The Path to Power tells how Brown and Wirtz found Johnson and financed his first race for Congress (it was for Buchanan's seat) and how, after he was elected, Johnson saved the dam with the help of Abe Fortas and William O. Douglas, among others.

Nor did the Johnson-Brown relationship end there: even though he had never even seen a ship being built, Brown received a $100-million Navy contract during World War II, and it is likely that Johnson interceded with Roosevelt to stop an IRS investigation of Brown's company. A huge financial empire was born with Johnson as midwife. In return, Brown and a small group of Texas oilmen not only helped to finance Johnson's own campaigns but also established an unprecedented fund under Johnson's control to contribute to 1940 congressional candidates around the country. It is altogether one of the most remarkable and unnerving stories in recent political literature.

What made Johnson so distinctive as a politician? First was his byzantine duplicity—he double-crossed even mentors such as Roosevelt and House Speaker Sam Rayburn. Second was his compulsive secretiveness that led him essentially to rewrite his own history with falsehoods. People of a certain age who remember the phrase "credibility gap" will be interested to learn how early in Johnson's life the gap opened.

Caro also portrays Johnson as strikingly free of any political principle or ideology whatsoever. He was, more precisely, chameleon-like. For example, one summer he worked for one of the most right-wing members of Congress, Richard Kleberg, as well as for one of the most left-wing members, Maury Maverick. He was privately contemptuous of the New Deal, but he won his first race for Congress largely by identifying himself as a Roosevelt man and endorsing FDR's "court-packing" plan. During the contest between Roosevelt and John Nance Garner for the 1940 Democratic presidential nomination, a contest that divided Texas politicians, both sides firmly believed that Johnson was on their side.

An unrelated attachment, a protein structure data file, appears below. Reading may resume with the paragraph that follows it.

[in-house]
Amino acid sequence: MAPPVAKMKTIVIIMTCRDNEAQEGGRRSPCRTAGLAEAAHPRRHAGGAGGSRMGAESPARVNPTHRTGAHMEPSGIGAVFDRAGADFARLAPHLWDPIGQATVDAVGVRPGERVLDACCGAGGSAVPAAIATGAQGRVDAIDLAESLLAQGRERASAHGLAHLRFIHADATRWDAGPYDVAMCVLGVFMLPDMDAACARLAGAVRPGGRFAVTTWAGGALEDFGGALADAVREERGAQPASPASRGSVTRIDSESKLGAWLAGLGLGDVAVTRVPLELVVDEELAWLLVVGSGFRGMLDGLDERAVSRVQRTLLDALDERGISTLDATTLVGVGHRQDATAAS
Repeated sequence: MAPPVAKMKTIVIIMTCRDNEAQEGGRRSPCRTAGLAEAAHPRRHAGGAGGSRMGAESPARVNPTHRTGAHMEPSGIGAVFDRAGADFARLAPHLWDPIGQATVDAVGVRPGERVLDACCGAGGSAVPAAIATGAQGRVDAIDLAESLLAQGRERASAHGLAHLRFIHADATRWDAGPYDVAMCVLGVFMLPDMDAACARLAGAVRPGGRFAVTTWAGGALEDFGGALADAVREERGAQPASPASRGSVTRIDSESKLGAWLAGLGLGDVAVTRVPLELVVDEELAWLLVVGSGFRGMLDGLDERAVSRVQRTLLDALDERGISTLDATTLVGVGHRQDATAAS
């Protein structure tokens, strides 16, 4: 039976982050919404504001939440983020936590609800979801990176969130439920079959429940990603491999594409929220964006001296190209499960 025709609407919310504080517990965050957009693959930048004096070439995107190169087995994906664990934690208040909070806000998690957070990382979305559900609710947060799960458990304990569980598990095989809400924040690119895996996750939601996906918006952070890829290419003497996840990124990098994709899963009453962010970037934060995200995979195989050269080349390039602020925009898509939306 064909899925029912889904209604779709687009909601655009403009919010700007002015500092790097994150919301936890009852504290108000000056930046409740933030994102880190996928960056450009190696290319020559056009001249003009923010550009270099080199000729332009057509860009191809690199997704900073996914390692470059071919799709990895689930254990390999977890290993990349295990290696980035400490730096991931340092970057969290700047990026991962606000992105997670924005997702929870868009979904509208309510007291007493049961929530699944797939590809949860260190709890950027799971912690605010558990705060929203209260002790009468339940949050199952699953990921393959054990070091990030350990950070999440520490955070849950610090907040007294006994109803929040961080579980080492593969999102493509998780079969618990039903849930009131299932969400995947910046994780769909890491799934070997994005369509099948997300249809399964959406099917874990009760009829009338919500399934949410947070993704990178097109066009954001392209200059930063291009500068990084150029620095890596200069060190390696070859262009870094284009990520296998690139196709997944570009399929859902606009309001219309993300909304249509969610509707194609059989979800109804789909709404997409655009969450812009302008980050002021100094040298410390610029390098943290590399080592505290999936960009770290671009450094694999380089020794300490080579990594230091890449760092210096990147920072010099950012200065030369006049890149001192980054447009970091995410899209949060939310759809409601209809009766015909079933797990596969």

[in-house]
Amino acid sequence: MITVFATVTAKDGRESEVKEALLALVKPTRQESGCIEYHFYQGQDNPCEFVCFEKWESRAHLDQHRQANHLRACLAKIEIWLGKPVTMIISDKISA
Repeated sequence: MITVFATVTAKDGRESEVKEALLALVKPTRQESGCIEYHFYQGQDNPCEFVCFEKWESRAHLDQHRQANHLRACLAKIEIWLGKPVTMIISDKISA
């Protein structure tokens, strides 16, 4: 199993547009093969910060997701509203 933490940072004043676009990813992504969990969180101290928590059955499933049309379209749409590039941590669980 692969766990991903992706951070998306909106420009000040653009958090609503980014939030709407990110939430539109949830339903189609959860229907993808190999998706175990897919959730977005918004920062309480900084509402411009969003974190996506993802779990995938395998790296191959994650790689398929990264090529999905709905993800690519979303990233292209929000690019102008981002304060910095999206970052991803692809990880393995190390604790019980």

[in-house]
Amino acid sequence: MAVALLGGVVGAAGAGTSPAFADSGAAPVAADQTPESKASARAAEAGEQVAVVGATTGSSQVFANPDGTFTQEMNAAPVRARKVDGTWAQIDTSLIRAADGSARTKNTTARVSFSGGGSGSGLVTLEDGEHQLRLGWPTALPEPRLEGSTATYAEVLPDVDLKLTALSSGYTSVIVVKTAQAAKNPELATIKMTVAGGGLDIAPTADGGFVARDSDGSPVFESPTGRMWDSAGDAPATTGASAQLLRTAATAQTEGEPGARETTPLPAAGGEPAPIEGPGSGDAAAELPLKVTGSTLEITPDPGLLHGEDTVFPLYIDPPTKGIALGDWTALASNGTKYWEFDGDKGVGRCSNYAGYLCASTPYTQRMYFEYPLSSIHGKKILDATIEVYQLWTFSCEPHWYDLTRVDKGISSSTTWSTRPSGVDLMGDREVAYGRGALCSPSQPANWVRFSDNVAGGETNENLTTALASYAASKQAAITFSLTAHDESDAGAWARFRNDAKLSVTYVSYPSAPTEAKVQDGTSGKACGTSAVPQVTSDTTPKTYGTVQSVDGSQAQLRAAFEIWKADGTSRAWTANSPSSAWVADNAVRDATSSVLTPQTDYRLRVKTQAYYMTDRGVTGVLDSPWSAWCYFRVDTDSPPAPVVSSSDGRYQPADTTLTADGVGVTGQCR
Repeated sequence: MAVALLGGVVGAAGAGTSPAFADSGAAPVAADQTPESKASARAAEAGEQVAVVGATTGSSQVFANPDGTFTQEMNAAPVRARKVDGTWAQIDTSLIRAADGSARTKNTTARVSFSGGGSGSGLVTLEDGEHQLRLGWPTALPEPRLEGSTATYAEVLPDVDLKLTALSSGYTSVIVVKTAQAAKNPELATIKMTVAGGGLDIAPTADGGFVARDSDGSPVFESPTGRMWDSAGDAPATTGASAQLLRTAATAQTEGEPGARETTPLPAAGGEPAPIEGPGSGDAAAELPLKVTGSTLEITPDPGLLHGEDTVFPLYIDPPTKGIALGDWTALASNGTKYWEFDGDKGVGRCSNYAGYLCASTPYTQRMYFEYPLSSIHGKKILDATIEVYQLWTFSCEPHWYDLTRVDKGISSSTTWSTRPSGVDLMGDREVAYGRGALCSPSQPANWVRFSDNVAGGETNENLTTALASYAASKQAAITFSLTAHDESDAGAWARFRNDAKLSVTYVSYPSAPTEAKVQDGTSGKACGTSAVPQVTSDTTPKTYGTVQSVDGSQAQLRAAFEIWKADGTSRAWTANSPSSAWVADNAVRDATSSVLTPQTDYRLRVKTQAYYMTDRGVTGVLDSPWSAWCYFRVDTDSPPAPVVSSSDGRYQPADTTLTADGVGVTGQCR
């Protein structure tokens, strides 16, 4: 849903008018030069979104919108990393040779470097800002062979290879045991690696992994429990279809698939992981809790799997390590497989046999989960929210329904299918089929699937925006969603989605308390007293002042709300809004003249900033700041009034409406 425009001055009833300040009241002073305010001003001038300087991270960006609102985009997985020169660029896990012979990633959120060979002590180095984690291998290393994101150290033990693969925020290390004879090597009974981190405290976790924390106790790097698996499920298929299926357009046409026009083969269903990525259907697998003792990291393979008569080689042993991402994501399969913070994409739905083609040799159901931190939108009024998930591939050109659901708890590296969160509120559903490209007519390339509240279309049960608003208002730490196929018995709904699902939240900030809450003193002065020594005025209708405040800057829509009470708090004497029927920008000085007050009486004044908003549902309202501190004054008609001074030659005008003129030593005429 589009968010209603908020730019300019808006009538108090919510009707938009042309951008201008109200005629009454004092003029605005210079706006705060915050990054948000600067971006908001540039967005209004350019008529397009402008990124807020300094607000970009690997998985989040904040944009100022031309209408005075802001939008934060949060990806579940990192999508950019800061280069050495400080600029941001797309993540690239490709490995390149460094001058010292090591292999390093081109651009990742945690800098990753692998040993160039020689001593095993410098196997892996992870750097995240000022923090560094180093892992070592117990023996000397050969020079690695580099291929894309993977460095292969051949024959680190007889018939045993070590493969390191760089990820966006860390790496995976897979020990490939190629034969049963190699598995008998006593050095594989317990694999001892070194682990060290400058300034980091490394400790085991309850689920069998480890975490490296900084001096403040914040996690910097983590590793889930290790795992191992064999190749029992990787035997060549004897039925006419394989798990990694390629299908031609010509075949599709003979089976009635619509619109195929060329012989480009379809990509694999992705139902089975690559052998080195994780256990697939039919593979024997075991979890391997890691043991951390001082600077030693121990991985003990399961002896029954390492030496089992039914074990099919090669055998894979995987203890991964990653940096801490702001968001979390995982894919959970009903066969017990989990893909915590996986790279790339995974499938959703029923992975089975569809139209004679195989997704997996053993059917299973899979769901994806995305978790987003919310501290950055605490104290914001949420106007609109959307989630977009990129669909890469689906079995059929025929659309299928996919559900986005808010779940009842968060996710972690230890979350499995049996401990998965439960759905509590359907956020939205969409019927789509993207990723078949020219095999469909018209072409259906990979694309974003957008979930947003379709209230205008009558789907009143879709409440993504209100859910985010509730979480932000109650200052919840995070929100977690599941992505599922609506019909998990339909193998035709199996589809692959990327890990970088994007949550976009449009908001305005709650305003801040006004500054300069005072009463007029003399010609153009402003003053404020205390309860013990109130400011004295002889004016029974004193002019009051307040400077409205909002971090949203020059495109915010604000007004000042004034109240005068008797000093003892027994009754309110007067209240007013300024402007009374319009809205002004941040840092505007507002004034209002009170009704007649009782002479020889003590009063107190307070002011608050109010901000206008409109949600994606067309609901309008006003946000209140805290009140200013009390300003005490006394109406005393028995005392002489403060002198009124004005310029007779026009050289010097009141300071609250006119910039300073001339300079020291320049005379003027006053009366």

But for all this, Caro's Lyndon Johnson cannot be casually reduced to an evil genius. During the depression, when mortgage companies were foreclosing on farms in Kleberg's district, Johnson devised a brilliantly inventive financing mechanism by which both the farmers and mortgage companies benefited. At taxpayer expense, he brought electrification, which is to say he brought much of modern civilization, to the Hill Country, and he personally taught improved farming methods to scores and maybe hundreds of farmers in his district. And these were as much in character for Lyndon Johnson as was his mendacity and brutality.

For those happy few whose interests temporarily coincided with Johnson's—usually because they had money or votes or power that he coveted—Lyndon Johnson was a blessing. But the circle of Lyndon Johnson's victims was there from the start, and it grew as his victories grew.

Because he went to astonishing lengths to falsify his own past, Lyndon Johnson is a peculiarly difficult subject for a political biographer. But if anyone is equal to the task, it's Robert Caro. An investigative reporter by profession, Caro's only book before this, The Power Broker, was a splendid biography in 1974 of New York boss Robert Moses. It won both the Pulitzer Prize and the Society of American Historians' Francis Parkman Prize. Justly so. No other American political biographer of Caro's generation has anything like his extraordinary understanding of power, his tenacity as an investigator, and his gifts as a writer. So it's no surprise that The Path to Power is the best biography of a 20th-century American politician to be published in years.

Paul Gordon is an assistant editor of REASON.